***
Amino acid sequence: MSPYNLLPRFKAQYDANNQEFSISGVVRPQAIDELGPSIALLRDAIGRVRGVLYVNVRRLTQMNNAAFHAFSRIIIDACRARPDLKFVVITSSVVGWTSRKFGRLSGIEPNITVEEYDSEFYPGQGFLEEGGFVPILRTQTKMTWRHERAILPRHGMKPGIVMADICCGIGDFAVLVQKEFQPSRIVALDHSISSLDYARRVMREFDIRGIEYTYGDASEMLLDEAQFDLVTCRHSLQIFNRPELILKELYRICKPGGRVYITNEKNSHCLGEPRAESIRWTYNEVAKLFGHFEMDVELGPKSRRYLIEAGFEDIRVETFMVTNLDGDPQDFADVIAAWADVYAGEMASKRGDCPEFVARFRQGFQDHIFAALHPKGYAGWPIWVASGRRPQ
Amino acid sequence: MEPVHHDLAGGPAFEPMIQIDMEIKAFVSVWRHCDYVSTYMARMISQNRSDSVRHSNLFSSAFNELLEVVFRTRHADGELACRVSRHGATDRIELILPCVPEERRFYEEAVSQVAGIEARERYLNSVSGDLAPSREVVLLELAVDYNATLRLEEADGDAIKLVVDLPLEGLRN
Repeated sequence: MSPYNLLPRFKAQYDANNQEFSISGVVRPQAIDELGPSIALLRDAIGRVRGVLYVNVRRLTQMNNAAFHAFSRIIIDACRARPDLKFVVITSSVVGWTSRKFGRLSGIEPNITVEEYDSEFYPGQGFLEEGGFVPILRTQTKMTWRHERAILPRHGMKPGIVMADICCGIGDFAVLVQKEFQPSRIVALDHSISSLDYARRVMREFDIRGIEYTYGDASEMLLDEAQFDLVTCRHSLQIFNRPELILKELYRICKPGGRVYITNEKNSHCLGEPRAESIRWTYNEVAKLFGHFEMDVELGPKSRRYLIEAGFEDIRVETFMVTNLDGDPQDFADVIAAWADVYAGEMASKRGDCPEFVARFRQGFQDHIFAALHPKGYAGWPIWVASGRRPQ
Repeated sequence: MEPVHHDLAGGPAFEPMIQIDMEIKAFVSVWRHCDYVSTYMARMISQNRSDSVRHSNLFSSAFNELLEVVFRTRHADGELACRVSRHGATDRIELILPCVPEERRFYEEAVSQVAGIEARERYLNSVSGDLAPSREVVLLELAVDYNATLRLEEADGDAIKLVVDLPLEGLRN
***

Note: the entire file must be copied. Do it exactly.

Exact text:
Amino acid sequence: MSPYNLLPRFKAQYDANNQEFSISGVVRPQAIDELGPSIALLRDAIGRVRGVLYVNVRRLTQMNNAAFHAFSRIIIDACRARPDLKFVVITSSVVGWTSRKFGRLSGIEPNITVEEYDSEFYPGQGFLEEGGFVPILRTQTKMTWRHERAILPRHGMKPGIVMADICCGIGDFAVLVQKEFQPSRIVALDHSISSLDYARRVMREFDIRGIEYTYGDASEMLLDEAQFDLVTCRHSLQIFNRPELILKELYRICKPGGRVYITNEKNSHCLGEPRAESIRWTYNEVAKLFGHFEMDVELGPKSRRYLIEAGFEDIRVETFMVTNLDGDPQDFADVIAAWADVYAGEMASKRGDCPEFVARFRQGFQDHIFAALHPKGYAGWPIWVASGRRPQ
Amino acid sequence: MEPVHHDLAGGPAFEPMIQIDMEIKAFVSVWRHCDYVSTYMARMISQNRSDSVRHSNLFSSAFNELLEVVFRTRHADGELACRVSRHGATDRIELILPCVPEERRFYEEAVSQVAGIEARERYLNSVSGDLAPSREVVLLELAVDYNATLRLEEADGDAIKLVVDLPLEGLRN
Repeated sequence: MSPYNLLPRFKAQYDANNQEFSISGVVRPQAIDELGPSIALLRDAIGRVRGVLYVNVRRLTQMNNAAFHAFSRIIIDACRARPDLKFVVITSSVVGWTSRKFGRLSGIEPNITVEEYDSEFYPGQGFLEEGGFVPILRTQTKMTWRHERAILPRHGMKPGIVMADICCGIGDFAVLVQKEFQPSRIVALDHSISSLDYARRVMREFDIRGIEYTYGDASEMLLDEAQFDLVTCRHSLQIFNRPELILKELYRICKPGGRVYITNEKNSHCLGEPRAESIRWTYNEVAKLFGHFEMDVELGPKSRRYLIEAGFEDIRVETFMVTNLDGDPQDFADVIAAWADVYAGEMASKRGDCPEFVARFRQGFQDHIFAALHPKGYAGWPIWVASGRRPQ
Repeated sequence: MEPVHHDLAGGPAFEPMIQIDMEIKAFVSVWRHCDYVSTYMARMISQNRSDSVRHSNLFSSAFNELLEVVFRTRHADGELACRVSRHGATDRIELILPCVPEERRFYEEAVSQVAGIEARERYLNSVSGDLAPSREVVLLELAVDYNATLRLEEADGDAIKLVVDLPLEGLRN